But that raises an interesting question: How many of these rules are there for our safety? And how many are there just to make us feel safe?

Travel is as risky as it’s ever been this fall. It’s hard to tell which rules are based in science, and which one are based in superstition. And while travelers may question some of them, they have to follow all of them – at least for now.

Reality check:  What it’s like to stay at a Hilton, Marriott and Hyatt hotel during the COVID-19 pandemic


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The most common pandemic travel rules

Travel companies have adopted lots of new rules since the pandemic, but they have significant limits.

Wearing a face mask. Airlines, restaurants and major hotel chains have face mask rules, and they’re often strictly enforced. What’s less clear is when you can remove your mask. Can young kids skip the face covering? Can you go maskless when eating or drinking? Do you have to immediately replace the mask after taking a bite, or can you leave it off for the duration of the meal? Experts say when in doubt, ask.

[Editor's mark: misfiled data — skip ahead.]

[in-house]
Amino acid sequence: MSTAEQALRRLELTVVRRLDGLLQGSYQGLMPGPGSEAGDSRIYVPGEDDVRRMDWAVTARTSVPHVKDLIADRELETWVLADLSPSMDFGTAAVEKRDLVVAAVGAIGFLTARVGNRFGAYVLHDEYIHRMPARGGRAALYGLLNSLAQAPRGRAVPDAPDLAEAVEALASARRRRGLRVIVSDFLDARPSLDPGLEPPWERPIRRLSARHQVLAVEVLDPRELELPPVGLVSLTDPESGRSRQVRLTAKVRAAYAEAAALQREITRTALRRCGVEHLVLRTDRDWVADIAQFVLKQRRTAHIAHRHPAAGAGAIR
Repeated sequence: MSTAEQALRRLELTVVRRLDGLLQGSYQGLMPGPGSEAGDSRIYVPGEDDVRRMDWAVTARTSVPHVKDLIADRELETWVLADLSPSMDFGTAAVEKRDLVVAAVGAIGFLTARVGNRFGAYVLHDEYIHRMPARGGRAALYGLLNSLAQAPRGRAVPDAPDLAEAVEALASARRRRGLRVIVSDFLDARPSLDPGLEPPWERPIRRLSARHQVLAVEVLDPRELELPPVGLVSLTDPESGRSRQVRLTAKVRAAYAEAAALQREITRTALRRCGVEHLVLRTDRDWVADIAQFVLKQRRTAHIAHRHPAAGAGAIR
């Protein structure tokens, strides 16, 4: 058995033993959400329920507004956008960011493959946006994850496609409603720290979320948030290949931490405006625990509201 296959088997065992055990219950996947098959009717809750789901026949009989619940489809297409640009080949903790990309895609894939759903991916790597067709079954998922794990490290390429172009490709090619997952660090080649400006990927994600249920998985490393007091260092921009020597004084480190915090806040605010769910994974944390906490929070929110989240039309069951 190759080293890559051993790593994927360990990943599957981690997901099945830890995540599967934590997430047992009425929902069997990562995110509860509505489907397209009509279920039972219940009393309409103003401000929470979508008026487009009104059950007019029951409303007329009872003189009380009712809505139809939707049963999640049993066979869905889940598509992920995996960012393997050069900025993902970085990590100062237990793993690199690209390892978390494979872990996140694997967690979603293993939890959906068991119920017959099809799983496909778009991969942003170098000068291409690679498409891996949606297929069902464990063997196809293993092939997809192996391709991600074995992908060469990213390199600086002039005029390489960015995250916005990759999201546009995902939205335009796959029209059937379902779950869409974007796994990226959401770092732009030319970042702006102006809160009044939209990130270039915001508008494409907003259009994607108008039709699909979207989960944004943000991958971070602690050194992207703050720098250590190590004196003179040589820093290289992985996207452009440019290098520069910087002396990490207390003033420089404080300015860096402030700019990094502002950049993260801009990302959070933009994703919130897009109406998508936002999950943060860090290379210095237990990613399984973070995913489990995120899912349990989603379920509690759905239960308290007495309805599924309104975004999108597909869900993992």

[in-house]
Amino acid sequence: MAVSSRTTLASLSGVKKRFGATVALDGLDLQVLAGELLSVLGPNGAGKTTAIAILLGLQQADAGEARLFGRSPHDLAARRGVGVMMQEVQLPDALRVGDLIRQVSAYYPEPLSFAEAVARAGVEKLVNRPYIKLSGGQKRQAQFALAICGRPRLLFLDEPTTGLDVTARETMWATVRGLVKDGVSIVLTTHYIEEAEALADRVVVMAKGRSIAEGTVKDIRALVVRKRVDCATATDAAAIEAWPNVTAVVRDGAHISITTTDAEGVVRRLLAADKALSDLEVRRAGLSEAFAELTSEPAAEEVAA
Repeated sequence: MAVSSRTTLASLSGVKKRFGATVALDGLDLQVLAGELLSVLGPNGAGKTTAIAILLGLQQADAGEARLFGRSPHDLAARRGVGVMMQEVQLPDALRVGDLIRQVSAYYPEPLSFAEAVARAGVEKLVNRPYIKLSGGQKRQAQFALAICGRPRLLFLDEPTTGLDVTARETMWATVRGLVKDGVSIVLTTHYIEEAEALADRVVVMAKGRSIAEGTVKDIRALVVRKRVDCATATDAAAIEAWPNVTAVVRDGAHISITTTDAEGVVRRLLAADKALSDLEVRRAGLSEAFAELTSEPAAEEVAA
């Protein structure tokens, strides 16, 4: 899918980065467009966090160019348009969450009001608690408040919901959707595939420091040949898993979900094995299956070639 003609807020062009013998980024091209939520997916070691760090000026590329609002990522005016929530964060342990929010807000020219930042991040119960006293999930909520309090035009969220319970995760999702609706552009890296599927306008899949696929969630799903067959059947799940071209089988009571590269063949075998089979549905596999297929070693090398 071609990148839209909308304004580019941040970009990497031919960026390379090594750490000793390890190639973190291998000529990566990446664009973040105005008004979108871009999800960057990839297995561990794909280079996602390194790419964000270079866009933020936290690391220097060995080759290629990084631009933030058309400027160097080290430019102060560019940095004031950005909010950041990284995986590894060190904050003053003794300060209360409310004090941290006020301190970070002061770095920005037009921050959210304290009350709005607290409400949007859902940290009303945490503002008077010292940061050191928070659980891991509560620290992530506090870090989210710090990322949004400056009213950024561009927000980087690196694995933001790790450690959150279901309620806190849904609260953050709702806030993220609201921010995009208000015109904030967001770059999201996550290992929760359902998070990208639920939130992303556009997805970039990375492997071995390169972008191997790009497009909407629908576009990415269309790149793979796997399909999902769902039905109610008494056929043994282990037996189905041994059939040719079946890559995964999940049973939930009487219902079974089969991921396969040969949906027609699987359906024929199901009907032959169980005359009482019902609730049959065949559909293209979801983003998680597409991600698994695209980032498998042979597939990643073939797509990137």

Social distancing. Whether you’re at a hotel or waiting in line to check your luggage, the travel industry has a six-foot rule. Enforcement hasn’t been as rigorous as the face mask rule, probably because there are lots of exceptions. In a noisy hotel lobby, how do you get close enough for an employee to hear you and still maintain social distancing?

Cleaning. Various hotels and travel companies have rolled out new programs that promise a more disinfected travel experience. These initiatives are meant to reassure guests, but there’s still one thing travel companies can’t do: control guest hygiene. Also, there’s no way to verify if a room or airline seat has been thoroughly cleaned – you just have to take their word.